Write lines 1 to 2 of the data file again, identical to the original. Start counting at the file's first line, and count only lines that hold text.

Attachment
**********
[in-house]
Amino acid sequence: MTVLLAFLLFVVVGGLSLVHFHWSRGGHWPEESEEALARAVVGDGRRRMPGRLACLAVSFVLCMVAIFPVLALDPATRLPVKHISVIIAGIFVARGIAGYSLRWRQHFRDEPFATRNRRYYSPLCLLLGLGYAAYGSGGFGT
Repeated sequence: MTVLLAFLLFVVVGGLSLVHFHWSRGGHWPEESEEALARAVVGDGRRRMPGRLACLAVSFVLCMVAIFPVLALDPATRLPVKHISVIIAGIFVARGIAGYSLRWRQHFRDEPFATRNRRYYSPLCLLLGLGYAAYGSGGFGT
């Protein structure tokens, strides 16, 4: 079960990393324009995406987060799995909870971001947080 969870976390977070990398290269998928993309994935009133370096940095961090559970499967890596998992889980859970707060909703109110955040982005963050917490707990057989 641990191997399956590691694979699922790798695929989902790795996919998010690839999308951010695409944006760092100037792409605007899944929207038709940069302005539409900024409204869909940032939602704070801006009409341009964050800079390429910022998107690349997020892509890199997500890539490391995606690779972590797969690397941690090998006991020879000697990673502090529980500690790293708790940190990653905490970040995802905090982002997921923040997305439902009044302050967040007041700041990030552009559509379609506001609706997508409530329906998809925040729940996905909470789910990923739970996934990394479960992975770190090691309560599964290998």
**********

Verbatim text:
[in-house]
Amino acid sequence: MTVLLAFLLFVVVGGLSLVHFHWSRGGHWPEESEEALARAVVGDGRRRMPGRLACLAVSFVLCMVAIFPVLALDPATRLPVKHISVIIAGIFVARGIAGYSLRWRQHFRDEPFATRNRRYYSPLCLLLGLGYAAYGSGGFGT